When you use the chord shapes you play to make solo lines you can access a lot of very useful material. The Link also helps your solos in other ways because it makes it easier to use the chords to tie together several phrases.
In this lesson, I am going to go over this approach with some easy chord shapes and show you how you can apply this to a song and also how you can put it to use on complicated progressions like Giant Steps.
Setting up this Jazz Solo Lesson
To show you how easy this is I am going to take the first 8 bars of Take The A-train, make some easy voicings and use them to make some lines. (here we go)
Finding Voicings for a Solo
A simple way to play the chords of Take The A-train with basic jazz chords could be:
To make them more useful for solos then it makes sense to take away the root and turn them into more compact 3-note voicings:
Examples making lines on a Cmaj7
Now you have some chord voicings and you can start working on turning them into solo lines. The concept is really simple, the melody is using the notes of the chord and adding notes around it from the scale.
These two examples are just basic ways to turn the rootless Cmaj7 voicing into a line by using the voicing and some of the notes around the voicing.
Another example could be this one:
Notice how the lines are different from what you normally will end up with if you use scales and arpeggios.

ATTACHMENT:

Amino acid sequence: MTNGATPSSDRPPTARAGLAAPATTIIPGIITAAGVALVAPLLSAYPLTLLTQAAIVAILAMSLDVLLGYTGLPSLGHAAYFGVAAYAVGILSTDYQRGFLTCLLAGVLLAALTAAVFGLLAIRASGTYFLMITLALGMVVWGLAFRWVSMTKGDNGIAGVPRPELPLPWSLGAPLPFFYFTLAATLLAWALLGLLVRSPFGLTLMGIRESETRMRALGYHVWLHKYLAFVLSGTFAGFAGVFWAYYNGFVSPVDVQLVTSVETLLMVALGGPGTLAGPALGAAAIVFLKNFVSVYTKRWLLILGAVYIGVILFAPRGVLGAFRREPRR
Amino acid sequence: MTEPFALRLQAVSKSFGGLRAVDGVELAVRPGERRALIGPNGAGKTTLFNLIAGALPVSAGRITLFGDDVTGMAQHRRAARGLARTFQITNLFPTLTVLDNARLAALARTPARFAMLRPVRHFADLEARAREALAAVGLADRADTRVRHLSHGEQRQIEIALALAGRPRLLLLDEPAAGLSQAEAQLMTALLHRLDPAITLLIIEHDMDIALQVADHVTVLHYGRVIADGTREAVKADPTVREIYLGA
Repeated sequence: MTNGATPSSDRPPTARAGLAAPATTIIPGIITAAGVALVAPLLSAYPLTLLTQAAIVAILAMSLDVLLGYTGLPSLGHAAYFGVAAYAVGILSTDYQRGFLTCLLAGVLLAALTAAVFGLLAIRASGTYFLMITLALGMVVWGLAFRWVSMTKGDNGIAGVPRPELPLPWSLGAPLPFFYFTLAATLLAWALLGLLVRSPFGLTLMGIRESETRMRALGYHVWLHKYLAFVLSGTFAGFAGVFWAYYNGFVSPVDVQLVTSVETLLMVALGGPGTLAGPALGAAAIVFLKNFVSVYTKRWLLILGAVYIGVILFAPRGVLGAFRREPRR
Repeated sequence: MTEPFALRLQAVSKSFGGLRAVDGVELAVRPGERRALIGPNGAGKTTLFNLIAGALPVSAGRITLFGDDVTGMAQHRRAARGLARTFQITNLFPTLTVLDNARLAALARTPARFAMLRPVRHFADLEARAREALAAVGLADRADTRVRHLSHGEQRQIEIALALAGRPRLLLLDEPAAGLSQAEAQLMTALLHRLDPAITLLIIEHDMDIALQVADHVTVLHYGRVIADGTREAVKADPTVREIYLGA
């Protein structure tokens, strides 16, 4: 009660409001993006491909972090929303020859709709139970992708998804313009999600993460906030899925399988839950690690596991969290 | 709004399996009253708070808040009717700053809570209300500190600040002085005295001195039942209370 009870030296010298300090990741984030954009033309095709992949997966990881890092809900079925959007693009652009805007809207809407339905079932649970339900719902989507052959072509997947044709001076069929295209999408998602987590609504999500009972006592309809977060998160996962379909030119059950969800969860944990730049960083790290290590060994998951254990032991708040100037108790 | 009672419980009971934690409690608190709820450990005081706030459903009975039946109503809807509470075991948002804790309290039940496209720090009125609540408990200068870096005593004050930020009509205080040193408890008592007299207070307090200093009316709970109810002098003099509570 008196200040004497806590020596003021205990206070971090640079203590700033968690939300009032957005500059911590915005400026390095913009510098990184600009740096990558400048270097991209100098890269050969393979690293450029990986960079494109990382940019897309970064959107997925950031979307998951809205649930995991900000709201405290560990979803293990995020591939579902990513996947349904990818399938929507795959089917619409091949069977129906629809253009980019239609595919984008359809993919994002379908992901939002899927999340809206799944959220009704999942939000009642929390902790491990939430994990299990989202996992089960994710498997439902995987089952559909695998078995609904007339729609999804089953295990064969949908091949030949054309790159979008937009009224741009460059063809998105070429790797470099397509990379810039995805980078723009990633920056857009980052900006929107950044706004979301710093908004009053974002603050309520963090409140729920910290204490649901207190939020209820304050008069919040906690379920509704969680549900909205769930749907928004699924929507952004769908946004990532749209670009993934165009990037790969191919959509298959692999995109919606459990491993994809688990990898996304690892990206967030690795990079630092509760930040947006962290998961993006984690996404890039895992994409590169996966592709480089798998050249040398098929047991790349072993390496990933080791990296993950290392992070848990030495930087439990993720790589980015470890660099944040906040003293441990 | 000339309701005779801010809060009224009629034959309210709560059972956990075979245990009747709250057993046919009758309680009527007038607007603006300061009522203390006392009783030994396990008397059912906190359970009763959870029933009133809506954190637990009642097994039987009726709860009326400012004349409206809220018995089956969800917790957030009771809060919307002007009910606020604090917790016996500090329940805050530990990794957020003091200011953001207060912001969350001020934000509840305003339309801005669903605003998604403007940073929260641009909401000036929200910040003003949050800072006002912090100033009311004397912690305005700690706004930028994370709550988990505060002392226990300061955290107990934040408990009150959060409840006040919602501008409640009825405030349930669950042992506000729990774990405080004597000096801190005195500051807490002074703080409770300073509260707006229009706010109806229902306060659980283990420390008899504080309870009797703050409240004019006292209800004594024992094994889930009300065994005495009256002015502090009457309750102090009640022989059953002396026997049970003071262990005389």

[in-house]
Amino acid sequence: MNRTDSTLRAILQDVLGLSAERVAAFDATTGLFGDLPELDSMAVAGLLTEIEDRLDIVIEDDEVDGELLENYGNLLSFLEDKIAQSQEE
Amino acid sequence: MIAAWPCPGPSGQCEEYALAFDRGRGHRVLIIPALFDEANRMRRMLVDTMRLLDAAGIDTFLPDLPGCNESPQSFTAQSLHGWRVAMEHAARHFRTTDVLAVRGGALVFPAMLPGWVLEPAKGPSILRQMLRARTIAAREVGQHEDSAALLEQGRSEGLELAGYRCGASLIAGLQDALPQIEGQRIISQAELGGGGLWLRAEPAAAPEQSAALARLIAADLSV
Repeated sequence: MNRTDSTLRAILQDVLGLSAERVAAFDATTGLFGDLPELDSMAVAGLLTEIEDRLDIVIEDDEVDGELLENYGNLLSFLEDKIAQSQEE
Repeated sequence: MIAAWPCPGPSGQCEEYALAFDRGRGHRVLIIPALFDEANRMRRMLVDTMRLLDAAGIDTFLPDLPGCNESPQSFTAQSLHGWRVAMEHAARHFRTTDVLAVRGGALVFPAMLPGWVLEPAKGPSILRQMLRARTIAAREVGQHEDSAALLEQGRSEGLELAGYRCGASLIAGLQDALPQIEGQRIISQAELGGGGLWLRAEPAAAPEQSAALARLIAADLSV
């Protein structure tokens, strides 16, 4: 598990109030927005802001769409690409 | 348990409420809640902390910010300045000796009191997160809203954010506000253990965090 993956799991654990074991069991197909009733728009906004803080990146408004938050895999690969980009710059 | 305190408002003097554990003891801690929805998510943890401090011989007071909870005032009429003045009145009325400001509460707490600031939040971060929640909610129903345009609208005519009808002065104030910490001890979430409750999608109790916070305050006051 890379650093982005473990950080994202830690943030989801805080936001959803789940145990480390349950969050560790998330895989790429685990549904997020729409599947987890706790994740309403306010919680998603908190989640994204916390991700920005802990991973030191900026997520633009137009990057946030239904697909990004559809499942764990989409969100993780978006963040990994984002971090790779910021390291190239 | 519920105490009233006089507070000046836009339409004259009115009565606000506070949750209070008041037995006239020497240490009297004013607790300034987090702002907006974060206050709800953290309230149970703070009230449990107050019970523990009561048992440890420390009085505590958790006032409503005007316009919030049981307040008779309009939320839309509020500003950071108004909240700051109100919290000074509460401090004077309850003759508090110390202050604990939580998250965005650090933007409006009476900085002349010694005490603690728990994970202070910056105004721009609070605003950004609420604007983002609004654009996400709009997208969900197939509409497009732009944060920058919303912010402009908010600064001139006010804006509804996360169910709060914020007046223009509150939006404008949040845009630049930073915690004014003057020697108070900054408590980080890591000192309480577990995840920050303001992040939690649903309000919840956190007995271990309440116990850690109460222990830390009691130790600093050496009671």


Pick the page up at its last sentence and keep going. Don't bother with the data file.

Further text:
Playing a Solo based on the Chords
Turning this into a complete solo is really just following the same principle
First, let’s have a look at how the lick is constructed and then I can show you how that works in connecting the lines.
Voice-leading Jazz Licks
The big advantage is that now you have a melody based around the 3-note chord and for the next chord you can use the same lick and just move it to that voicing. In that way you are voice-leading the entire thing. This is exactly what I do in example 3 on the Cmaj7-D7 chords.
Voicings as more interesting melodies
If you use this technique on a II V I with common voicings like the ones shown below, then you can get some really great fresh sounding melodies.
The melody is really just arpeggiating the Dm7 shape, but because the voicing has the 9th(E) in there then we get a nice maj7 interval in the melody.
If you think about this then it is as much a question of learning songs to improvise on and then use the chords as a way of getting some solo material as well
A Practical approach to turnarounds
A basic way to play a turnaround in C could be using the chords shown below.
This is easily turned into a lick, just playing the chord shapes and adding an occasional extra note here and there:
A Solid Strategy for Giant Steps
This is also a refreshing way to approach Giant Steps where you can get some new melodies using shapes that you already have in your fingers.
Using these shapes to play a lick could give you something like this:
With Giant Steps I think it really works well to also add melodies that are not only 8th notes, something that we play too often on changes like that.
Learning Songs to Solo on
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